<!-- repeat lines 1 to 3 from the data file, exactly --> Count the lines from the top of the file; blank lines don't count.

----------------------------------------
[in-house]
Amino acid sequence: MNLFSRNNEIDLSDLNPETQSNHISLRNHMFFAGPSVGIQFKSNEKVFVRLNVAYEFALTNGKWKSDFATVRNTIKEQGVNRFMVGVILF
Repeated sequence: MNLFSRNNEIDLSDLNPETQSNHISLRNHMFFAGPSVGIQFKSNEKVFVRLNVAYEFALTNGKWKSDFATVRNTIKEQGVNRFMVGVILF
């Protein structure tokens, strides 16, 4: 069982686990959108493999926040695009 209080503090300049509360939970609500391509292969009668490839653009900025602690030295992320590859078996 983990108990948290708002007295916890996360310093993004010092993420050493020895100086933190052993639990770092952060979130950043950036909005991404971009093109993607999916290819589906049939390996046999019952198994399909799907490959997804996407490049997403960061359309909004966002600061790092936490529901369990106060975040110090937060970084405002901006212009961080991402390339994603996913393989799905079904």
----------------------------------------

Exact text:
[in-house]
Amino acid sequence: MNLFSRNNEIDLSDLNPETQSNHISLRNHMFFAGPSVGIQFKSNEKVFVRLNVAYEFALTNGKWKSDFATVRNTIKEQGVNRFMVGVILF
Repeated sequence: MNLFSRNNEIDLSDLNPETQSNHISLRNHMFFAGPSVGIQFKSNEKVFVRLNVAYEFALTNGKWKSDFATVRNTIKEQGVNRFMVGVILF